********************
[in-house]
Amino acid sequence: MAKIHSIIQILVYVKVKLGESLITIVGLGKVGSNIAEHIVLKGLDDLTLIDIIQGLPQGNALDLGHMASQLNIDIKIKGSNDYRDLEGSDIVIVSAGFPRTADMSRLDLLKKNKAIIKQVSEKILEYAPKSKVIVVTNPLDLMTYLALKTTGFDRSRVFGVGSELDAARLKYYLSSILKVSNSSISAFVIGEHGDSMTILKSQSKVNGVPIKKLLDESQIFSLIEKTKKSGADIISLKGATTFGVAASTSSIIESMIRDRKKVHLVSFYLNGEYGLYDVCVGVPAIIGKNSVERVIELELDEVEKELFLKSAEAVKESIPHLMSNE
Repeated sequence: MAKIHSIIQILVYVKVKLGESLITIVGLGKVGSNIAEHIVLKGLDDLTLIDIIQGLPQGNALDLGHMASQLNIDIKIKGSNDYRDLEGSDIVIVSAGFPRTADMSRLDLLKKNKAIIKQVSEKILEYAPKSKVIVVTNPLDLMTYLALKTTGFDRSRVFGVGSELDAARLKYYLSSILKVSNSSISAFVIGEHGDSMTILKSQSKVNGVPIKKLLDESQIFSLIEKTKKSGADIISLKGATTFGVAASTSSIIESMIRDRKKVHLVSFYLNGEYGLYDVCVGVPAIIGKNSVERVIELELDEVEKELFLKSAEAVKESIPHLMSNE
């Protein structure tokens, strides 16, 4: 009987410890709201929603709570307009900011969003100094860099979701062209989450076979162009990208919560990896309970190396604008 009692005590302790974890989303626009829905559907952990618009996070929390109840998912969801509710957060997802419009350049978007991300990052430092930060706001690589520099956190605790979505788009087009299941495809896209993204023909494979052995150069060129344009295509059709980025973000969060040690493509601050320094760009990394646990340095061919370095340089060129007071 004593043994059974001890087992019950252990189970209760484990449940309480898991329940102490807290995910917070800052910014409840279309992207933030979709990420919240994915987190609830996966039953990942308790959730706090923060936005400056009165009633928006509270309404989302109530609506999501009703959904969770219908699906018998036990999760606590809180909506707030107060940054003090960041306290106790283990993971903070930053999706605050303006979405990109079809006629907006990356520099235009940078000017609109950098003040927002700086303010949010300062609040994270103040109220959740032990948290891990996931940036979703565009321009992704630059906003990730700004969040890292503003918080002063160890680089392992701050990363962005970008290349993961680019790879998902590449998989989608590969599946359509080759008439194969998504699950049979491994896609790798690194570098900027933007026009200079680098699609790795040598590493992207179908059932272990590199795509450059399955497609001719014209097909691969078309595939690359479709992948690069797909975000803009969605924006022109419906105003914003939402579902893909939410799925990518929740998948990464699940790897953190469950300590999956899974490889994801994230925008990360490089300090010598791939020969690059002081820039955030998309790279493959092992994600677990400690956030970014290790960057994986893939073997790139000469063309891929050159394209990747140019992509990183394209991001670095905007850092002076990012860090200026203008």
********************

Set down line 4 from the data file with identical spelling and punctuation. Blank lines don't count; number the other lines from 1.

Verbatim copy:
């Protein structure tokens, strides 16, 4: 009987410890709201929603709570307009900011969003100094860099979701062209989450076979162009990208919560990896309970190396604008 009692005590302790974890989303626009829905559907952990618009996070929390109840998912969801509710957060997802419009350049978007991300990052430092930060706001690589520099956190605790979505788009087009299941495809896209993204023909494979052995150069060129344009295509059709980025973000969060040690493509601050320094760009990394646990340095061919370095340089060129007071 004593043994059974001890087992019950252990189970209760484990449940309480898991329940102490807290995910917070800052910014409840279309992207933030979709990420919240994915987190609830996966039953990942308790959730706090923060936005400056009165009633928006509270309404989302109530609506999501009703959904969770219908699906018998036990999760606590809180909506707030107060940054003090960041306290106790283990993971903070930053999706605050303006979405990109079809006629907006990356520099235009940078000017609109950098003040927002700086303010949010300062609040994270103040109220959740032990948290891990996931940036979703565009321009992704630059906003990730700004969040890292503003918080002063160890680089392992701050990363962005970008290349993961680019790879998902590449998989989608590969599946359509080759008439194969998504699950049979491994896609790798690194570098900027933007026009200079680098699609790795040598590493992207179908059932272990590199795509450059399955497609001719014209097909691969078309595939690359479709992948690069797909975000803009969605924006022109419906105003914003939402579902893909939410799925990518929740998948990464699940790897953190469950300590999956899974490889994801994230925008990360490089300090010598791939020969690059002081820039955030998309790279493959092992994600677990400690956030970014290790960057994986893939073997790139000469063309891929050159394209990747140019992509990183394209991001670095905007850092002076990012860090200026203008």